• Senior management/ sponsors because they participated in problem definition, have a clearer problem/ impact description and a better basis to make

How to help make application of systems thinking successful in problem identification:

  • Use a suitable consultant to provide a working knowledge of systems thinking and facilitate initial analysis. While systems thinking expertise is not widespread, a working knowledge can be taught relatively
  • Keep senior management updated on problem analysis progress by using the systems thinking diagrams (e.g. context diagrams to explain current understanding of problem scope). This ensures sufficient analysis is completed before work on the solution definition starts.
  • Use gate reviews to assess whether sufficient understanding of the problem has been gained for solution definition to start. While a principle is to resist jumping to quick conclusions, problem analysis should be concluded as soon as possible. Information on gate reviews can be found in this published paper.


Applying systems thinking helps identify the right problem, its full scope and why it is a problem. It is the first step in meeting the APM project success factors. Systems thinking enables:

  • Capable and active project sponsors from a clear description of the problem, its causes and impacts using the diagrams, with these developed with the actors directly
  • Engaged end users and operators from their participation during problem
  • Commitment to success from fully understanding the
  • Clearly identified goals and objectives from a common understanding of the

Share your thoughts

Please share your thoughts and experiences by joining the discussion using the comments section below, joining the APM Systems Thinking SIG community or via the contact section on the APM SIG website.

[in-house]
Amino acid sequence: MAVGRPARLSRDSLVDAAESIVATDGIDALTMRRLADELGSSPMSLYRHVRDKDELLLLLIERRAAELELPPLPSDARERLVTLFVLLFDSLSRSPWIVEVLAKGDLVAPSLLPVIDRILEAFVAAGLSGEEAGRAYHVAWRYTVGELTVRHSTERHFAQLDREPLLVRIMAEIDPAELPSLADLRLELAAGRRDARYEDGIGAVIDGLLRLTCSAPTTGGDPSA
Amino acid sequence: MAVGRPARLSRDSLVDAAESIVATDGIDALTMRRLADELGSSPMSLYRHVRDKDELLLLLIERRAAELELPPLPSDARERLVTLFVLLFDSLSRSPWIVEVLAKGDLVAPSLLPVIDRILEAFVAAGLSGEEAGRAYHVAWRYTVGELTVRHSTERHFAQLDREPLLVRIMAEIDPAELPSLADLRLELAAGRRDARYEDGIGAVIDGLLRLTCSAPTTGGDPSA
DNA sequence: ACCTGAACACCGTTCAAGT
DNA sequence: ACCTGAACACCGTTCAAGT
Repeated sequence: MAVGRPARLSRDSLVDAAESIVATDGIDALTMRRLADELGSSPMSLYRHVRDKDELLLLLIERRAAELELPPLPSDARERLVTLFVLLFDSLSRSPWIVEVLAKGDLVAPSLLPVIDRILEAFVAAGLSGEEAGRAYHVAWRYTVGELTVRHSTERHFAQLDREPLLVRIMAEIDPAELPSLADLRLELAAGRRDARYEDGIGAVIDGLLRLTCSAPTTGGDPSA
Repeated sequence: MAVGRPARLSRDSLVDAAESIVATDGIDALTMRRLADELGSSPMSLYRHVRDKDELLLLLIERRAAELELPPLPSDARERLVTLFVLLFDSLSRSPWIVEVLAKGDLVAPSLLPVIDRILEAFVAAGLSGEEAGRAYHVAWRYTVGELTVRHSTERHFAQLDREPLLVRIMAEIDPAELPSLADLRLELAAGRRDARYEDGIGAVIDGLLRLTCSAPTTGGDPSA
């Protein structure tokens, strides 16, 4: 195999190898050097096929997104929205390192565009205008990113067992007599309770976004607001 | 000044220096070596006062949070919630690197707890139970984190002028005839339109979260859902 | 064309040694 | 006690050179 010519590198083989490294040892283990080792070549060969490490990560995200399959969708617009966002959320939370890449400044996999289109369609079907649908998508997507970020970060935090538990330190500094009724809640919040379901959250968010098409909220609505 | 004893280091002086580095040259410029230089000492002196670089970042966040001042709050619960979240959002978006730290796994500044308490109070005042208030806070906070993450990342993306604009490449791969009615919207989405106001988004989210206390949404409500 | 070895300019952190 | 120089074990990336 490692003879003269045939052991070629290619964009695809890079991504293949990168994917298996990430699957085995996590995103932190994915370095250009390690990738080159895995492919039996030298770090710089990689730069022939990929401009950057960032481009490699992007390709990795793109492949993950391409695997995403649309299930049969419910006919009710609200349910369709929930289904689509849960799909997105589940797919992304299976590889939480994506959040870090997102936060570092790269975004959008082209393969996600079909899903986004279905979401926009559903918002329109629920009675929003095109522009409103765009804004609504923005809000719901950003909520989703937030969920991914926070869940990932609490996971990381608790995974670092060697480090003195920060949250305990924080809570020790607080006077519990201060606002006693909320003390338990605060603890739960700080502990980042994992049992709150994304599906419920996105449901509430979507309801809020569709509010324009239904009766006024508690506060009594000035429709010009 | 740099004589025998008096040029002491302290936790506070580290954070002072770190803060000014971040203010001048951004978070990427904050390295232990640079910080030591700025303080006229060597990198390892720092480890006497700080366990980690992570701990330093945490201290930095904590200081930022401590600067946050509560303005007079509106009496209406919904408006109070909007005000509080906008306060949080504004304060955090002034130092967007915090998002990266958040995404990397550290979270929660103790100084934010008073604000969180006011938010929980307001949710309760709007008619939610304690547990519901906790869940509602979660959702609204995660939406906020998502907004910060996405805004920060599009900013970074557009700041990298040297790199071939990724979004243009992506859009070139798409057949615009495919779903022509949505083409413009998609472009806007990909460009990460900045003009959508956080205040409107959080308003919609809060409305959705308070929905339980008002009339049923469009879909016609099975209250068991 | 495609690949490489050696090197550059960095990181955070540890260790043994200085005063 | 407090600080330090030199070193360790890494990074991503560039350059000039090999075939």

Read other blogs in this series:

Image: Artur Szczybylo/


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  1. David Liversidge
    David Liversidge 10 April 2019, 11:23 AM

    Excellent article. I am a strong advocate of 'solving the right problem' as many projects and programmes do not start from this firm baseline. Using Systems Thinking and Systems Approaches to chracterise the 'problem' is time rarely wasted and I have used these techniques effectively on a number of complex Energy and Defence programmes. The investment in this should reflect the size and complexity of the problem. Techniques such as Influence Diagramming, Modeliing and Simulation, Soft Systems, etc are all helpful to get to the root cause of the problem and connect causes to effects. I also happen to think that related techniques such as Benefits Mapping are also very useful. An interesting discussion point around this is 'who is responsible within the project for doing this?' It should really be the Design lead or Architect or someone similar (Business Analyst or Design Authority) and I think the PM's/PMO's role is to ensure this has been done effectively and that all stakeholders are bought into this analysis. I am also a firm believer in iteratively characterising the problem in parallel with iteratively developing solution options; exploring the impact of the solutions on the problem space and then iterating round until you have an optimal solution. Ideally, where this is possible, this should be coupled with an Agile approach so elements of the solution can actually be built and tested with Users and the learning fed back both to improve problem chracterisation and solution development. Prototypes, and Modelling and Simulation can also be used to examine the impact of solutions on the problem space. As a final point, I think sometimes callling it a 'problem' does not always help as it assumes that something is wrong. 'Problems' come in all shapes and sizes (e.g. delivering a new building, implementing a business startegy, growing into a new market, etc); so perhaps we should call this 'understanding the baseline situation'. More of a mouthful, but probably more accurate?

  2. Andrew Wright
    Andrew Wright 03 May 2019, 12:46 PM

    Agree completely - solving the wrong problem is dooming the project or programme to failure.